I had a good experience with SLT, however, my father's first attempt with a local eye doctor produced no drop in eye pressure with SLT, but he had pain from the procedure. He then went to a glaucoma specialist who repeated the procedure because he was not contraindicated to have it. I was wondering, why the better result on second attempt? So, I started digging and found this article that is geared to doctors who treat glaucoma patients and perform SLT and it mentions that doctors sometimes target Schwalbe’s line or the ciliary body band while performing SLT instead of trabecular meshwork. I just thought I would share. Wondering how many people this error affects.
Source where I saw mention of this potential issue: https://www.reviewofophthalmology.com/article/treating-with-slt-first-the-pros-and-cons
Specific section from source:
**• Be certain you’re lasering the correct target. Dr. Asrani notes that this is a common surgical error. “Intra-operatively, it’s crucial to make sure you’re lasering the trabecular meshwork, not Schwalbe’s line, which sometimes is pigmented,” he says. “You also must avoid lasering the ciliary body band, which sometimes can be mistaken for the trabecular meshwork.
If the ciliary body band is lasered, the patient will get iritis and experience ciliary body spasm, with changes in refraction. The patient won’t get any treatment benefit and will have quite a few side effects. “This kind of surgeon error may be more common than we realize,” he continues. “This happens mainly to patients who have a very lightly pigmented trabecular meshwork. So, when doing this laser procedure you want to have good gonioscopy skills and be very conversant with the landmarks. Always be sure you’ve identified the correct target before you start the laser.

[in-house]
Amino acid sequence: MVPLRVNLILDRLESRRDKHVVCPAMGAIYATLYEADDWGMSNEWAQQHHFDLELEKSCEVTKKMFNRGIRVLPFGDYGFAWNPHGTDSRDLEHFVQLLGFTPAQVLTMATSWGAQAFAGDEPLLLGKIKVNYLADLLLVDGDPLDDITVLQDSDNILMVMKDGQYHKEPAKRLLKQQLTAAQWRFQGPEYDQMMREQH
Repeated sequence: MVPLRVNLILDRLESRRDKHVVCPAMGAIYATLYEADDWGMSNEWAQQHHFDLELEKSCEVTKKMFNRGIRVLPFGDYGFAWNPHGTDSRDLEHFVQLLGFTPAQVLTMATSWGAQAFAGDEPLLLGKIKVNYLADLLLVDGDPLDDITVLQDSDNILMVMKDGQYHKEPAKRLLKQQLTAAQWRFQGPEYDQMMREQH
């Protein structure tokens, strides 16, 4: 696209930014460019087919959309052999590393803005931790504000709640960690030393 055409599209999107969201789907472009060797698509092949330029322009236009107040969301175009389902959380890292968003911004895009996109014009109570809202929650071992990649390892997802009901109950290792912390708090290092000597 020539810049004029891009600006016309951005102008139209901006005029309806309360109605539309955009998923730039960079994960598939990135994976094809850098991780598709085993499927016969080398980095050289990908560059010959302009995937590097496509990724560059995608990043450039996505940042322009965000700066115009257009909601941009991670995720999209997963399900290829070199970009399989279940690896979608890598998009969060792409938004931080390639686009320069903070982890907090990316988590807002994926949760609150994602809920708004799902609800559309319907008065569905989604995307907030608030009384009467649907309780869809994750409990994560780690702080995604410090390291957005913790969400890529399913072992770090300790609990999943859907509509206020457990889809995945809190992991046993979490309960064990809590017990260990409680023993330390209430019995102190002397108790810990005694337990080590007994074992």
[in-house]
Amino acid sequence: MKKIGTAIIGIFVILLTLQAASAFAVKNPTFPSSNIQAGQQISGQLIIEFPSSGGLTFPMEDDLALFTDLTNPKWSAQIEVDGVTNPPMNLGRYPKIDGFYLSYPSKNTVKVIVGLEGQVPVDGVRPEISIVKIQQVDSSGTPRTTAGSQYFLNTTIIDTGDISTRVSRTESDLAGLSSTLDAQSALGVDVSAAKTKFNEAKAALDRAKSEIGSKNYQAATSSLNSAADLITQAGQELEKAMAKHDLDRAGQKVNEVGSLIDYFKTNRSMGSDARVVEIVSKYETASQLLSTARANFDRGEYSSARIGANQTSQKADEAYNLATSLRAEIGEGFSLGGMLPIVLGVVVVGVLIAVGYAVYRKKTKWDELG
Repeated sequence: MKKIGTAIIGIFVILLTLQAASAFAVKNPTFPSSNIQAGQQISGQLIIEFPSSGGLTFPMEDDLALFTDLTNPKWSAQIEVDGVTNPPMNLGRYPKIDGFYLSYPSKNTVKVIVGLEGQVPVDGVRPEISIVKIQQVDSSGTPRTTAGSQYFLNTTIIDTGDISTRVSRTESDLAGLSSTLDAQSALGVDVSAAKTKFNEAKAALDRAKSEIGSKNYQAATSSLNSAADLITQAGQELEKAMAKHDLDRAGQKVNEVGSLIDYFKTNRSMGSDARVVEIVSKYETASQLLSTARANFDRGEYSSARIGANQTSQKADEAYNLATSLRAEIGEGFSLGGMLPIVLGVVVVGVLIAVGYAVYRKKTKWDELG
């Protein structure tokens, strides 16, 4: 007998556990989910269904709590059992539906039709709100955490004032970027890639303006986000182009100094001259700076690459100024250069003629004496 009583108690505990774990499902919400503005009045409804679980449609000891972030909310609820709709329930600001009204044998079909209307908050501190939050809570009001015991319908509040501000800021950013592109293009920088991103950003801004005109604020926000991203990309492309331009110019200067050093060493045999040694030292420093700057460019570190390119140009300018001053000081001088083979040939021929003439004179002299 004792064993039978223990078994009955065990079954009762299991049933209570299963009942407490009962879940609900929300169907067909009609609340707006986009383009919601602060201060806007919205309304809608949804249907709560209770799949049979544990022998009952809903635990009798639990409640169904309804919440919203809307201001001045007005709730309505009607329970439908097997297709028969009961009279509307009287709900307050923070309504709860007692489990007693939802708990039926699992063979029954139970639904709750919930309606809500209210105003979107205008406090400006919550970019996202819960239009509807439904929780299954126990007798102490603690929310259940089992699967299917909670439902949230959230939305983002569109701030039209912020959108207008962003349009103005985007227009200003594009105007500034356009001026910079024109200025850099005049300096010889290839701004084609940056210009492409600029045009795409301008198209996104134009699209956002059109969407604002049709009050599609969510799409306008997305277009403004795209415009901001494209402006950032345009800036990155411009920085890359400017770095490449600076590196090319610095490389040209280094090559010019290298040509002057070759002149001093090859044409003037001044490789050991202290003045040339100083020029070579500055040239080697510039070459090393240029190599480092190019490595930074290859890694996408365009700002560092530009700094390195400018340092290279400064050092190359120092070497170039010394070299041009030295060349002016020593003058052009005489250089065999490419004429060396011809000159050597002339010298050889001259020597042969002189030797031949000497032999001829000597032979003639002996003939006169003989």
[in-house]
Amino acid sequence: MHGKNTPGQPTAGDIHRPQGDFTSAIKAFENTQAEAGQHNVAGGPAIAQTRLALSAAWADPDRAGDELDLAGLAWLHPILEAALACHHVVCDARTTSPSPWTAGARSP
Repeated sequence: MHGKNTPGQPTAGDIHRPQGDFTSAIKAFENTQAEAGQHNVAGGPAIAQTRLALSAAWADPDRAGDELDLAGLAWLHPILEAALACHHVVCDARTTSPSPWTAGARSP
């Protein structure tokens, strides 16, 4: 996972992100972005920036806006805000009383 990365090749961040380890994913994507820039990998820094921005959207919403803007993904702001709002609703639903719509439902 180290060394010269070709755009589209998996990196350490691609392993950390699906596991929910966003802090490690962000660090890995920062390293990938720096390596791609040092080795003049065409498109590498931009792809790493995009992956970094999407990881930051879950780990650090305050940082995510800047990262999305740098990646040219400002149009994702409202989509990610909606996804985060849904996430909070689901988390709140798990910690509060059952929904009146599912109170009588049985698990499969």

“Thankfully,” he adds, “if you laser Schwalbe’s line, which is pigmented, you won’t cause any side effects. But again, the treatment will be completely ineffective.”
• Change the angle of the mirror when lasering the nasal and temporal quadrants. “When you’re lasering the superior and inferior quadrants, the laser hits the trabecular meshwork end-on,” Dr. Asrani points out. “However, when lasering the nasal and temporal quadrants, you have to angle the mirror so the beam of the laser hits the trabecular meshwork perpendicularly, not at an angle. If it hits at an angle, you’re effectively only doing 180 degrees of SLT, not 360 degrees, because the lateral sides are barely skimmed with the laser. Moving the mirror and angling it is vitally important.” Dr. Asrani adds that this is why surgeons should take a course or work with an experienced surgeon before attempting SLT.**